Last Updated on July 26, 2021 by YGK News Staff
Correction: Siderius Developments has been working closely with the P4W Collective for the last several months. There has also been an agreement on an approach to a healing garden in the development of P4WMC. We will update the article as more information becomes available.
Kingston’s former Prison for Women will become a planned community, pending approval from the city.
Siderius Developments has unveiled a $143-million plan that would see the 8.1 Acre property located at 40 Sir John A. McDonald Blvd transformed into a living community called “Union Park” that includes a seniors living community, condominiums, a green space, a hotel and ground-floor retail space.
The announcement was made on Tuesday by Siderius Development Kingston, which is a partnership between ABNA Investments Ltd and King’s Town Development Corporation.
“Union Park Kingston will reimagine this site’s potential by creating a vibrant mixed-use neighbourhood for the benefit of all existing neighbours in Portsmouth, Kingstonians in general, and the hundreds of people that will live and work at Union Park,” said Nate Doornekamp with Siderius Developments
They say that the project would provide much-needed housing, jobs and commercial space to the Portsmouth Village while preserving the built heritage and history of the property.
Critics of the project have expressed their worry about their ability to follow through on that promise, however.
In February, an op-ed letter was penned by Hadley Howes and the P4W Memorial Collective bringing forward concerns about developers properly maintaining the “intangible resources” of heritage and the lack of collaboration with community members most closely linked to the prison.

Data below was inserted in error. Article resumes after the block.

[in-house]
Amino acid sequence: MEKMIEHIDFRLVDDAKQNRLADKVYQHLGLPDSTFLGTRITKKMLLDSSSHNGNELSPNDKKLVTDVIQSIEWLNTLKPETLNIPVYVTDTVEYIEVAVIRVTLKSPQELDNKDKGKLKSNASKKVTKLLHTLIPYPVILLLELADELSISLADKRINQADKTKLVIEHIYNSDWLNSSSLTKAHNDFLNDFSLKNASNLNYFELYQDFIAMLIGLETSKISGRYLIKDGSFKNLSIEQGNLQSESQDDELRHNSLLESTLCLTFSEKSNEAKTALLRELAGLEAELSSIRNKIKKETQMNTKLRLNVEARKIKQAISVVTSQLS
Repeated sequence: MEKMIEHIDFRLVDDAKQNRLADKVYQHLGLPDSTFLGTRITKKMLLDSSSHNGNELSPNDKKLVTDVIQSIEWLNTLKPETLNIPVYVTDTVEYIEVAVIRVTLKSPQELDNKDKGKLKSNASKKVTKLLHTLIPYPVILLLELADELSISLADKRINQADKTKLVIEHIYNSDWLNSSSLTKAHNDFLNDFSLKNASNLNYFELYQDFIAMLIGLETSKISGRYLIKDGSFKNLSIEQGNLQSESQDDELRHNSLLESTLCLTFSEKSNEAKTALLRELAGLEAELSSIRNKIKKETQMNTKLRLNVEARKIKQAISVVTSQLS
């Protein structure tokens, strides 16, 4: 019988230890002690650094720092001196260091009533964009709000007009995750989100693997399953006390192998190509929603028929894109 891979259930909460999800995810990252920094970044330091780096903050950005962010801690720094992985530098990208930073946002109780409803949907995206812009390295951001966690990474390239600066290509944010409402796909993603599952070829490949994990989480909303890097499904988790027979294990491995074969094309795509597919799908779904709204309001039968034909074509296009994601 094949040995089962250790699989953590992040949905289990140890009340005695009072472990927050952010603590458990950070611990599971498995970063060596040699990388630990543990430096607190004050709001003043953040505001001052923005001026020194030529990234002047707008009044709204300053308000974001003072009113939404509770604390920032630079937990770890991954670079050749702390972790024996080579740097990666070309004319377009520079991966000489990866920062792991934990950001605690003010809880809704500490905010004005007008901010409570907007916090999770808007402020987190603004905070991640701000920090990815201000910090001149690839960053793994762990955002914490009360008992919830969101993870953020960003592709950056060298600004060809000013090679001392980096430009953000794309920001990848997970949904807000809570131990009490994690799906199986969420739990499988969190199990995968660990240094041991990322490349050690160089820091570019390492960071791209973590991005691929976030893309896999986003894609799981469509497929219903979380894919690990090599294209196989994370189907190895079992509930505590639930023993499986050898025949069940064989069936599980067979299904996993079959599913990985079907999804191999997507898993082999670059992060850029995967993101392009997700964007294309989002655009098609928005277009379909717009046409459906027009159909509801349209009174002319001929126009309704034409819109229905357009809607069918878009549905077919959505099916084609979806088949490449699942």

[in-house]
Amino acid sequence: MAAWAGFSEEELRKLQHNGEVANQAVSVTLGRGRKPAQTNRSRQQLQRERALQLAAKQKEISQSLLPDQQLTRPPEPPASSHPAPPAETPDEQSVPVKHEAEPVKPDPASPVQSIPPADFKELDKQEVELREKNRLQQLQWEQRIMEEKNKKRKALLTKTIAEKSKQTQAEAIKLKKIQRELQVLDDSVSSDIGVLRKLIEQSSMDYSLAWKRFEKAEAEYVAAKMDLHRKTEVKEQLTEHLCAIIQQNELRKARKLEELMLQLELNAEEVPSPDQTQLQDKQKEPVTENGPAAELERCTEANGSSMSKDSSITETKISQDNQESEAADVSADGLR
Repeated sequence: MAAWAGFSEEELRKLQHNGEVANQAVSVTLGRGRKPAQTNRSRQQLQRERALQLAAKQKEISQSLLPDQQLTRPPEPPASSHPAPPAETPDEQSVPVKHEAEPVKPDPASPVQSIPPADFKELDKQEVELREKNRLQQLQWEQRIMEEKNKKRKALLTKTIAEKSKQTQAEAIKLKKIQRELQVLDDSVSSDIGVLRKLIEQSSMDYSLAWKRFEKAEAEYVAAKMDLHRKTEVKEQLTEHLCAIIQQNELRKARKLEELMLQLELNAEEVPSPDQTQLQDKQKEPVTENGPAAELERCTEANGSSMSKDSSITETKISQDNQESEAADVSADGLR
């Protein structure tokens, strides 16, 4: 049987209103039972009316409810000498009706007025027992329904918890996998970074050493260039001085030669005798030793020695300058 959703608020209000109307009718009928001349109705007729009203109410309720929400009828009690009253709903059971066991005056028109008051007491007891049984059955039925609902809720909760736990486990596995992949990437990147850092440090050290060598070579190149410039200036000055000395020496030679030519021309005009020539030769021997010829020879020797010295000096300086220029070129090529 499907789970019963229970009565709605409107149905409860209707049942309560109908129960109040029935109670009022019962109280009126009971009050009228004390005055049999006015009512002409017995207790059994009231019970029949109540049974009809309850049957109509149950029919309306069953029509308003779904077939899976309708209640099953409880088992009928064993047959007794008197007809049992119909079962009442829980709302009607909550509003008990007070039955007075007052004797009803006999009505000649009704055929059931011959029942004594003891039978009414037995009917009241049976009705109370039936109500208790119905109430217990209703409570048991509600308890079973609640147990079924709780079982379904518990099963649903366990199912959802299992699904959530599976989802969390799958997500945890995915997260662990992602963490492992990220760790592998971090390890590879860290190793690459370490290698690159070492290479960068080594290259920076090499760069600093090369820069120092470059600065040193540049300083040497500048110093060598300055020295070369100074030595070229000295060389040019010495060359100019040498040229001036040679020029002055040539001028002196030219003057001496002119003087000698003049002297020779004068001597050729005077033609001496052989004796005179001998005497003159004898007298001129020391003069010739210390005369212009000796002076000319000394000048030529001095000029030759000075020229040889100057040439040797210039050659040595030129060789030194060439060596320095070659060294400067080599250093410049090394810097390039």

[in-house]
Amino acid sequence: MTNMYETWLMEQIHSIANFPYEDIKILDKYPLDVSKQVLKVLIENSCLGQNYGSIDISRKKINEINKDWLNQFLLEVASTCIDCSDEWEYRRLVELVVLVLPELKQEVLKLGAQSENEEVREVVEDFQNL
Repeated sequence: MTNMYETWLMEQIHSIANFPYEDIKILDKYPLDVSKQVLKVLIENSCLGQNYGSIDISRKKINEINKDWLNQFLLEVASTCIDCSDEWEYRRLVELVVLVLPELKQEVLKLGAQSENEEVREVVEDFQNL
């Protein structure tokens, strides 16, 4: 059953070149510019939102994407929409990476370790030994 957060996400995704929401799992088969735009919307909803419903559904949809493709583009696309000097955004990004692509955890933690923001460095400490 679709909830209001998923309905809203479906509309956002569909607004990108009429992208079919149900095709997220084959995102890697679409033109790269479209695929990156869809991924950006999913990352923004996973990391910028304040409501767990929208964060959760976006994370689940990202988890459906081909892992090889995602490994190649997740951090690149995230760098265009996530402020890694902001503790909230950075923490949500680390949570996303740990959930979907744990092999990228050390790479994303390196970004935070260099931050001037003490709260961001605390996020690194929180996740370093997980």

“The relevant experts on the history of P4W – namely the community of people who have been imprisoned there- have been shut out of this collaboration, in spite of repeated attempts to meet with representatives of Siderius,” wrote Howes.
It continues saying the proposed plan looks at the Prisoner for Women not as a living memory of those incarcerated, but as “objects of learning and fascination to a community that engages in carceral tourism,” with the development plan working as a tool to hide the systemic inequities in the prison system and Canada’s history.
Since 2000, the P4W Memorial collective has been lobbying for a memorial garden to be built for women who died at P4M and at prisons across Canada.
The news of this proposal has also been met with mixed reactions on social media, with many seeing the potential this development could add to the Portsmouth Village, but others feeling strongly that by moving forward with this proposal the city will once again be turning a blind eye to its biggest need: affordable housing.
“I think they should be building affordable housing and not housing that only people in a higher income bracket can afford,” said one user. “Another million-dollar condo building? We need affordable housing in Kingston,” added another user.
The process towards construction of this development has begun, with applications to amend the official plan and zoning by-law as well as a Draft Plan to Subdivision submitted to the City of Kingston.
Siderius says they will continue outreach with residents, landowners, business owners and groups such as the Prison for Women Memorial Collective.
The developer’s plan details steps related to both community development and the construction’s heritage strategy.
In the timeline laid out, Siderius would expect to receive council approval for phases 1 and 2 in 2022, with construction starting in 2023 with hopes of wrapping up in 2027.
See more: The state of the P4W in 2020